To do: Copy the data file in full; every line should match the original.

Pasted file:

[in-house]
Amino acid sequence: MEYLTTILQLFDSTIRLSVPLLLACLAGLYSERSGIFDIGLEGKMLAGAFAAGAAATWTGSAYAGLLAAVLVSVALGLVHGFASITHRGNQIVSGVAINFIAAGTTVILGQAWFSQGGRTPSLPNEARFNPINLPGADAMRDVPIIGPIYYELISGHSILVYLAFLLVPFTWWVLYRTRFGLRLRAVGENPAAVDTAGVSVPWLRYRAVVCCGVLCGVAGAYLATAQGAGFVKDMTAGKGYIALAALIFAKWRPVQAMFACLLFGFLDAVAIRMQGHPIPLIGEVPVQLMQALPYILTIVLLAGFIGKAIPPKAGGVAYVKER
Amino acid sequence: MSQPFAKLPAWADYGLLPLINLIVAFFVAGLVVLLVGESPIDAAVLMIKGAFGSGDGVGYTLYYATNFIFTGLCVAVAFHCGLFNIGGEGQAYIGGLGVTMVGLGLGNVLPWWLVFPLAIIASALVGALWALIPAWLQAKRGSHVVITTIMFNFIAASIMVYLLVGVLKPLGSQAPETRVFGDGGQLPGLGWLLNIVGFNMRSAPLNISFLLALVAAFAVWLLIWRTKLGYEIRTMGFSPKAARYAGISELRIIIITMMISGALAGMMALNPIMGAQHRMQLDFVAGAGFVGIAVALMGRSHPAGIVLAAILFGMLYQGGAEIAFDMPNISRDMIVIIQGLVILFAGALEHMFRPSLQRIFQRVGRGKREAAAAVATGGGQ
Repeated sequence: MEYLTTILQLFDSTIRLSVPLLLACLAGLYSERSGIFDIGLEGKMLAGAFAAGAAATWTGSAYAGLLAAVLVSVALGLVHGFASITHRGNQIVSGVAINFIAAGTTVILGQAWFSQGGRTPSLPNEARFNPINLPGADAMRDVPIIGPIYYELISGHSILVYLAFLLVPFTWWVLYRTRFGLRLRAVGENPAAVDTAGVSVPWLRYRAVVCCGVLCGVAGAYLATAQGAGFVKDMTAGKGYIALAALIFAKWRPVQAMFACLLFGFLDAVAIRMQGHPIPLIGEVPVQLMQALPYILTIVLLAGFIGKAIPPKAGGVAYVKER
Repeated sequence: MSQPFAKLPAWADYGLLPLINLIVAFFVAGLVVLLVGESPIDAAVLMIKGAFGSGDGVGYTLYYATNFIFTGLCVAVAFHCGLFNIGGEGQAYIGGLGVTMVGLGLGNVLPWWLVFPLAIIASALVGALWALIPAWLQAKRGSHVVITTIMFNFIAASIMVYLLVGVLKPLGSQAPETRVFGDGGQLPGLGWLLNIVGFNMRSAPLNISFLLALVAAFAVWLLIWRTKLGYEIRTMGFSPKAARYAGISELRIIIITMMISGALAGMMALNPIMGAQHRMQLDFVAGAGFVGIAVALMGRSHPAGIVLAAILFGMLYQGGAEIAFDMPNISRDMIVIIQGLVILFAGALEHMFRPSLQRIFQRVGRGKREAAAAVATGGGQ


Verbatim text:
[in-house]
Amino acid sequence: MEYLTTILQLFDSTIRLSVPLLLACLAGLYSERSGIFDIGLEGKMLAGAFAAGAAATWTGSAYAGLLAAVLVSVALGLVHGFASITHRGNQIVSGVAINFIAAGTTVILGQAWFSQGGRTPSLPNEARFNPINLPGADAMRDVPIIGPIYYELISGHSILVYLAFLLVPFTWWVLYRTRFGLRLRAVGENPAAVDTAGVSVPWLRYRAVVCCGVLCGVAGAYLATAQGAGFVKDMTAGKGYIALAALIFAKWRPVQAMFACLLFGFLDAVAIRMQGHPIPLIGEVPVQLMQALPYILTIVLLAGFIGKAIPPKAGGVAYVKER
Amino acid sequence: MSQPFAKLPAWADYGLLPLINLIVAFFVAGLVVLLVGESPIDAAVLMIKGAFGSGDGVGYTLYYATNFIFTGLCVAVAFHCGLFNIGGEGQAYIGGLGVTMVGLGLGNVLPWWLVFPLAIIASALVGALWALIPAWLQAKRGSHVVITTIMFNFIAASIMVYLLVGVLKPLGSQAPETRVFGDGGQLPGLGWLLNIVGFNMRSAPLNISFLLALVAAFAVWLLIWRTKLGYEIRTMGFSPKAARYAGISELRIIIITMMISGALAGMMALNPIMGAQHRMQLDFVAGAGFVGIAVALMGRSHPAGIVLAAILFGMLYQGGAEIAFDMPNISRDMIVIIQGLVILFAGALEHMFRPSLQRIFQRVGRGKREAAAAVATGGGQ
Repeated sequence: MEYLTTILQLFDSTIRLSVPLLLACLAGLYSERSGIFDIGLEGKMLAGAFAAGAAATWTGSAYAGLLAAVLVSVALGLVHGFASITHRGNQIVSGVAINFIAAGTTVILGQAWFSQGGRTPSLPNEARFNPINLPGADAMRDVPIIGPIYYELISGHSILVYLAFLLVPFTWWVLYRTRFGLRLRAVGENPAAVDTAGVSVPWLRYRAVVCCGVLCGVAGAYLATAQGAGFVKDMTAGKGYIALAALIFAKWRPVQAMFACLLFGFLDAVAIRMQGHPIPLIGEVPVQLMQALPYILTIVLLAGFIGKAIPPKAGGVAYVKER
Repeated sequence: MSQPFAKLPAWADYGLLPLINLIVAFFVAGLVVLLVGESPIDAAVLMIKGAFGSGDGVGYTLYYATNFIFTGLCVAVAFHCGLFNIGGEGQAYIGGLGVTMVGLGLGNVLPWWLVFPLAIIASALVGALWALIPAWLQAKRGSHVVITTIMFNFIAASIMVYLLVGVLKPLGSQAPETRVFGDGGQLPGLGWLLNIVGFNMRSAPLNISFLLALVAAFAVWLLIWRTKLGYEIRTMGFSPKAARYAGISELRIIIITMMISGALAGMMALNPIMGAQHRMQLDFVAGAGFVGIAVALMGRSHPAGIVLAAILFGMLYQGGAEIAFDMPNISRDMIVIIQGLVILFAGALEHMFRPSLQRIFQRVGRGKREAAAAVATGGGQ